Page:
Book Drunkard

“I am simply a 'book drunkard.' Books have the same irresistible temptation for me that liquor has for its devotee. I cannot withstand them.” L.M. Montgomery

The Butterfly and the Violin by Kristy Cambron, review

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A Mysterious painting breathes hope and beauty into the darkest corners of Auschwitz–and the loneliest hearts of Manhattan.

Manhattan art dealer Sera James watched her world crumble at the altar two years ago, and her heart is still fragile. Her desire for distraction reignites a passion for a mysterious portrait she first saw as a young girl–a painting of a young violinist with piercing blue eyes.

In her search for the painting, Sera crosses paths with William Hanover–the grandson of a wealthy California real estate mogul–who may be the key to uncovering the hidden masterpiece. Together Sera and William slowly unravel the story behind the painting’s subject: Austrian violinist Adele Von Bron.

A darling of the Austrian aristocracy of 1942, talented violinist, and daughter to a high-ranking member of the Third Reich, Adele risks everything when she begins smuggling Jews out of Vienna. In a heartbeat, her life of prosperity and privilege dissolves into a world of starvation and barbed wire.

As Sera untangles the secrets behind the painting, she finds beauty in the most unlikely of places: the grim camps of Auschwitz and the inner recesses of her own troubled heart.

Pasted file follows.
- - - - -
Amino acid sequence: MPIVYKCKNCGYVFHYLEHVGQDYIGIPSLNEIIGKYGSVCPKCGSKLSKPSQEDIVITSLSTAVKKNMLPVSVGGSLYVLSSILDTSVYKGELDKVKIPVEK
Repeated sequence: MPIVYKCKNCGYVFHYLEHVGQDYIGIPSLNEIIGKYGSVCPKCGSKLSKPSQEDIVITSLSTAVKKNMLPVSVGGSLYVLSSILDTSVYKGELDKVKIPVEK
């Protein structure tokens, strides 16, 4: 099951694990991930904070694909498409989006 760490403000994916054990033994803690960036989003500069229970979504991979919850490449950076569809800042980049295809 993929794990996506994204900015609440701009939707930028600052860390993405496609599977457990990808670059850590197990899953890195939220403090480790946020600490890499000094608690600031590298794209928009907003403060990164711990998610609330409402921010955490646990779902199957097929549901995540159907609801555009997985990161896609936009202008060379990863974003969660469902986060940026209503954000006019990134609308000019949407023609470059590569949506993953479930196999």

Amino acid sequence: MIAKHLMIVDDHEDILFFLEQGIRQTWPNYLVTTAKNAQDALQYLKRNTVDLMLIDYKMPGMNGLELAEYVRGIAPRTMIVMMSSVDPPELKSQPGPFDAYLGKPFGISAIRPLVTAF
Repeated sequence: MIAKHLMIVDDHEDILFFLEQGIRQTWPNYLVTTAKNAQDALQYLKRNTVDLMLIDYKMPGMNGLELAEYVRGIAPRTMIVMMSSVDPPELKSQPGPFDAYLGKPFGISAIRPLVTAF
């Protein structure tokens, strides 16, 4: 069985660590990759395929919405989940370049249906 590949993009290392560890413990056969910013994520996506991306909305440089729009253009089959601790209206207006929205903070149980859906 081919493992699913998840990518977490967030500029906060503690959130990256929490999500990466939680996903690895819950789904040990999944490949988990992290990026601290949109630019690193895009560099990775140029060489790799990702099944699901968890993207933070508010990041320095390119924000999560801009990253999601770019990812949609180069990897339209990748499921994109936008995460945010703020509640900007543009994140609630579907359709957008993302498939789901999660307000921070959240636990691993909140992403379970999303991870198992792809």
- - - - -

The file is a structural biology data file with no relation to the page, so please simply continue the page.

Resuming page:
THE BUTTERFLY AND THE VIOLIN is the first book in Kristy Cambron’s Hidden Masterpiece series.  It tells the story of two women.  One in present day and one in the past.  One searching for a painting and one searching within herself for the strength to survive during a horrible time.  And, the way it comes together in the end brought me to tears.  Books don’t often do that to me.

It can be tough to incorporate past and present day characters into a story and the author does an incredible job.  The two stories are woven together beautifully and without awkward story breaks that can often happen in stories of this type.  Personally, I enjoyed the part parts of the book better, but I usually do with this sort of book.  It’s the history nerd in me, I guess.  Both aspects are written beautifully, though, and I have no complaints!  Well, I kind of wish the book had been longer 🙂

Kristy Cambron is very talented and after this book, I’m a huge fan.  And this is her first book!  I see great things on her horizon.  She knows how to keep a reader engaged in the story by creating characters that they’ll care about and want to keep reading about to see how their tale ends.  She doesn’t back down from writing about the horrors of a terrible moment in history and I appreciate that.  I’m really looking forward to the next book in the series.

*Thanks to Netgalley who sent me an ebook copy in exchange for my honest review*


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